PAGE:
Sonnen Hill Brewing

The new player: Sonnen Hill Brewing’s Calum Hill plans to create the kind of drinkable, hoppy brews he learned to make while studying and working in the U.K.

June 13, 2018 | | Food

At the end of a dirt lane on this 37-acre Heart Lake Road farm, the faded blue horse barn and arena suggests nothing about its gleaming interior. A shiny stainless steel brewhouse seems to float inside the cavernous arena space renovated by barn experts Dutch Masters, its interconnected series of tanks used to brew, ferment, strain and store the frothy beverage. Owner Calum Hill will access some controls via an elevated breezeway and others from below. Permits and construction willing, he’ll be brewing his first batch this summer.

Calum Hill and his new stainless steel Sonnen Hill brewhouse. Photo by James MacDonald.

Calum Hill and his new stainless steel Sonnen Hill brewhouse. Photo by James MacDonald.

In contrast with the flashy hardware, Calum is a soft-spoken guy, keen to share the details of each component. In addition to the main brewhouse, where he plans to focus on drinkable, dry, hoppy pale beers, there are small oak barrels and a giant one for aging. A shallow stainless steel vessel, or “coolship” will allow for slow cooling of wort (unfermented beer) and for the microflora in the air to innoculate the wort. (It can take years to produce something that is drinkable this way.)

Two workers are installing an in-house grain mill in one corner. (A hand-planted rye cover crop sits atop a hill to the north of the barn, next to 50 new fruit trees, all leading to future ingredients to play with.)

“I wanted to do it right,” Calum says, adding that he’s learned a lot about good layout and planning while studying, living and working in the United Kingdom the last eight years. After university in Britain, he did a masters in brewing science at Edinburgh’s Heriot Watt University and stints at London’s uber-cool Partizan Brewing and Brew by Numbers and Manchester’s Cloudwater Brew Co. – which affirmed his preferences.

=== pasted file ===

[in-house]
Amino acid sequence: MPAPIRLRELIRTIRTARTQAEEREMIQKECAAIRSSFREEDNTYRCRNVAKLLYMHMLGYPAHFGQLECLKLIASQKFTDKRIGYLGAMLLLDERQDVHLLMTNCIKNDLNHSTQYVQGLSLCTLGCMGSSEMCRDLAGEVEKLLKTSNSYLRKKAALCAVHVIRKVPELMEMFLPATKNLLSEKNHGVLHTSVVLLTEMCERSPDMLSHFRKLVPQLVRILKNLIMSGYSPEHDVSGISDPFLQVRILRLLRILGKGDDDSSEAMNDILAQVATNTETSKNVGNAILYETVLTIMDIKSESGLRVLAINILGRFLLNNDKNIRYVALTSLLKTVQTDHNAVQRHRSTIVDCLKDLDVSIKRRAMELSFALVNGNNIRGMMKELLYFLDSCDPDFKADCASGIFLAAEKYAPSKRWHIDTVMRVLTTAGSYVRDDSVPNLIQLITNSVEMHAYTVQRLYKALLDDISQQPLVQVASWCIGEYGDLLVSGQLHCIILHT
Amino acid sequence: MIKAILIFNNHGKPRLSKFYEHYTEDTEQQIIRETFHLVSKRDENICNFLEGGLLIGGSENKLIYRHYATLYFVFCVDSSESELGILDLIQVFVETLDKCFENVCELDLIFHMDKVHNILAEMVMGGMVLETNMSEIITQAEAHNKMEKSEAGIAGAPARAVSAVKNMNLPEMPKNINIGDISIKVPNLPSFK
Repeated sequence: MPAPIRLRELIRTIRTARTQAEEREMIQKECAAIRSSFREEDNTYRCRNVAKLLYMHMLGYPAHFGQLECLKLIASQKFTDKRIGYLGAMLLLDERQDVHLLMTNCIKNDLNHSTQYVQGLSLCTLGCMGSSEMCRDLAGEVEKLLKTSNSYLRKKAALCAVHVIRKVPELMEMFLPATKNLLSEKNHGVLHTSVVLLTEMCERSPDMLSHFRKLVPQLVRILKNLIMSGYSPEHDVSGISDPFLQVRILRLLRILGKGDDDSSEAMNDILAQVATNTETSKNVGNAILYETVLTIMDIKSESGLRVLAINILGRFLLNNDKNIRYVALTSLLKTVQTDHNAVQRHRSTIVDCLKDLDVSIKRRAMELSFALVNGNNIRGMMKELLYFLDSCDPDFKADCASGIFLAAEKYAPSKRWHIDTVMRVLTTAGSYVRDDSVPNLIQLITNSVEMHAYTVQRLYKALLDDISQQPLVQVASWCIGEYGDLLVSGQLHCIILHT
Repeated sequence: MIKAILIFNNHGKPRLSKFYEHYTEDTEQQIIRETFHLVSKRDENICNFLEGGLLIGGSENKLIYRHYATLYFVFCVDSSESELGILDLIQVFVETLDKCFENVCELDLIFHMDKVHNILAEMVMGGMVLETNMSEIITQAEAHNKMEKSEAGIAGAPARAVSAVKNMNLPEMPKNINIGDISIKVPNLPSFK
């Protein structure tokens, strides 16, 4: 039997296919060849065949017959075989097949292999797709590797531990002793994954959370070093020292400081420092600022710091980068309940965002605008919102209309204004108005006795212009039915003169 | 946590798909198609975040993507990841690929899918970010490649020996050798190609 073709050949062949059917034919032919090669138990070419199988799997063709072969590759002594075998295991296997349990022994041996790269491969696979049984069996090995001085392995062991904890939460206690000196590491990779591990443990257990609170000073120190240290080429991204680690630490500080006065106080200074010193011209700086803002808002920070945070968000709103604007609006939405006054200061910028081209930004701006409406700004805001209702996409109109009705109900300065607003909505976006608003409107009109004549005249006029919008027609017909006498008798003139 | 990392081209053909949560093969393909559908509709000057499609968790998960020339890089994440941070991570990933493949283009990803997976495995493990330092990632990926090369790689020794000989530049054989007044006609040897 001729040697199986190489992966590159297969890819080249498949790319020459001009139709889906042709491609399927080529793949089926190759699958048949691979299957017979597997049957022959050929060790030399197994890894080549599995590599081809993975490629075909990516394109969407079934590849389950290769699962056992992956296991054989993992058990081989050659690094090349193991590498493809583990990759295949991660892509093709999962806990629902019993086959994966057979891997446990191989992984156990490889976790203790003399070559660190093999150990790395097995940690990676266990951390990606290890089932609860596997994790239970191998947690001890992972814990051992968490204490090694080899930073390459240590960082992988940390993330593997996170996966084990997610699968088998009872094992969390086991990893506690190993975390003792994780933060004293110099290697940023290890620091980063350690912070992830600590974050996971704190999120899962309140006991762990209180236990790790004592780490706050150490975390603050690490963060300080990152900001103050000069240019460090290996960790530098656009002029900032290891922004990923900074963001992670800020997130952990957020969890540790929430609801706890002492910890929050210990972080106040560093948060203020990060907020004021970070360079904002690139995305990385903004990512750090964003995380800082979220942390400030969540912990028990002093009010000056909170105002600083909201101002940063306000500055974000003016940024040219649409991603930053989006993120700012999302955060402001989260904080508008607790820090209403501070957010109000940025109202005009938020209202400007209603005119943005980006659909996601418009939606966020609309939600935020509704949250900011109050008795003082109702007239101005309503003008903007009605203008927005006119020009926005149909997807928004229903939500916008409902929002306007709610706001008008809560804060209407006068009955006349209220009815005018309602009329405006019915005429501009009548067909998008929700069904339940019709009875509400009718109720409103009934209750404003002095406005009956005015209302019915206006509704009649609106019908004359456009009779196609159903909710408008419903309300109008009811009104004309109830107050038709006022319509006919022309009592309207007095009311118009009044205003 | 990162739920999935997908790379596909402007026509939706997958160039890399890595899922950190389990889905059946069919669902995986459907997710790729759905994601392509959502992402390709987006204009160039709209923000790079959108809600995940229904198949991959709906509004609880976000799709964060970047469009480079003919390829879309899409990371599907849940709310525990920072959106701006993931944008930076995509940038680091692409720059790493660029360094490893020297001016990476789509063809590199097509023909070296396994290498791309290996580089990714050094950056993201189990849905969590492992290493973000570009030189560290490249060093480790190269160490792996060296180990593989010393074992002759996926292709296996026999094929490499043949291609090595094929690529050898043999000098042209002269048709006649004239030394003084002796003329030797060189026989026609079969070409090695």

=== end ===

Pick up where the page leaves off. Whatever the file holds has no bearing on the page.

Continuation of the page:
Where many of the trendier North American hoppy beers can easily hit 8- or 9-per cent ABV (alcohol by volume), he’s interested in the UK-style lower-alcohol beers that allow for more than one a sitting. He hopes to sell to restaurants in Orangeville and Toronto and through an on-farm bottle shop on this farm he shares with his parents.

Calum grew up in Brampton, where his mom is an x-ray technician and his Belgian-beer-loving dad, a physiotherapist (yes, Dad gives frequent advice on how Calum can save his back).

Family plays a roll in the brewery moniker beyond his surname. The name Sonnen is inspired by the Bavarian brewery Calum’s maternal grandmother’s family started in 1822 and ran for 160 years, called “Brauerei zur Sonne.”

“My great grandparents, great uncles (and everyone older than that) all brewed at the brewery,” he says. Their main beer was called Sonnen Pils. In a recent chat with his grandma, Calum learned the brewery was sold in 1982 to a big regional brewery, which owned it for a few years and then closed it down.

“I wanted to pick a name that meant something to me and I wasn’t going to get sick of,” he says of his choice.

The fruit of Calum's newly planted trees may appear in a brew to come. Photo by James MacDonald.

The fruit of Calum’s newly planted trees may appear in a brew to come. Photo by James MacDonald.

Calum is indeed planning for the long haul, revving up that Sonnen staying power and setting his course for hyper local. We’ll be watching for what comes out of that unassuming horse barn.

Read on for more on new craft brewers in Caledon:

About the Author More by Tralee Pearce

Tralee Pearce is an associate editor of In The Hills Magazine.

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